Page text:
“Oh, I won’t bother. My vote won’t change anything.”
This is the attitude shared by many voters, young and old, disillusioned by our often frustrating political process. And, unfortunately, it’s shared and even promoted by some among the intellectual elite.
This past weekend, the Institute for Humane Studies held a Weekend Exploring Liberty seminar at my college campus. Though I don’t share the organization’s decidedly libertarian leanings, I attended anyway. One of my favorite professors had set it up, and, after all, libertarianism is often as close as you can get to conservatism in Austin. The seminar was mostly interesting and informative, but I just about lost it when one of the lecturers discussed the belief that whether we vote or not doesn’t really matter, because we can’t change the outcome.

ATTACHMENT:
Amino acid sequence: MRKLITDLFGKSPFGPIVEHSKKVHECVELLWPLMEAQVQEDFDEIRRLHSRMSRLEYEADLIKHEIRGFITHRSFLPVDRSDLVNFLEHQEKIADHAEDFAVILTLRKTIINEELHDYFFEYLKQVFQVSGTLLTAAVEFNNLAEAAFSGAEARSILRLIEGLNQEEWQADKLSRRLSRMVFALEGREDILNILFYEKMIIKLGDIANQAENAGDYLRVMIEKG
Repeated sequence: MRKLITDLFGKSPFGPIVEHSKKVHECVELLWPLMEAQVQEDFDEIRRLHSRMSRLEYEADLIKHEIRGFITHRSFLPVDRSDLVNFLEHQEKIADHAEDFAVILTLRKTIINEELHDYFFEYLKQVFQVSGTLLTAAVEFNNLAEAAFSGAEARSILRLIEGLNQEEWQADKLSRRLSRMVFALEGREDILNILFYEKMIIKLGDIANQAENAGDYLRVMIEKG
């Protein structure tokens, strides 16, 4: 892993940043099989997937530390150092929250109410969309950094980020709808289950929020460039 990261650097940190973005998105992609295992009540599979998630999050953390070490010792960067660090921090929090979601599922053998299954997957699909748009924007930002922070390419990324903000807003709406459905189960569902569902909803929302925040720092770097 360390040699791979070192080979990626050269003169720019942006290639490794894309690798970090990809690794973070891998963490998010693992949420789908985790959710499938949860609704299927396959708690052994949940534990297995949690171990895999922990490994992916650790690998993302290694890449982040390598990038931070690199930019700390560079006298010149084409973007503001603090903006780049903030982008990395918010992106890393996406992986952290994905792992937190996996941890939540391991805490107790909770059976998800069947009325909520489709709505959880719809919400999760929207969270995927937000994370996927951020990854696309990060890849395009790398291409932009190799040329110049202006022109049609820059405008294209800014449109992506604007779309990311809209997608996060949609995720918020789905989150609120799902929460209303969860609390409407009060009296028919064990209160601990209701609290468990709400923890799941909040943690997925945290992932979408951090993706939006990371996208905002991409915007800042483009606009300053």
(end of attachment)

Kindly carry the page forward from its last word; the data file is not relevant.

On the surface, this is true. Especially in presidential elections, one vote in the grand scheme of things might not make much of a difference. But it’s what individual votes can do together that matters.
Think of the 2008 elections, when Barack Obama energized the progressive youth and minority votes like few had before. What if all of them woke up on election day, sighed at the existential pointlessness of voting, rolled over, and went back to bed? And what if in this next election, perhaps the most important my generation will face, all the conservatives gave up and let Barack Obama have another four years in the White House?
And there have been instances when just one vote mattered. Here in Texas two years ago, a State House seat was lost by just four people deciding their “one vote” didn’t matter.
The voting population is small enough already. If no one exercised this crucial right, there would be no representative democracy at all.
“All that is necessary for the triumph of evil is for good men to do nothing.”
Voting is a big privilege and a big responsibility. But it’s up to you – will you take it on?
I know I will. See you at the polls.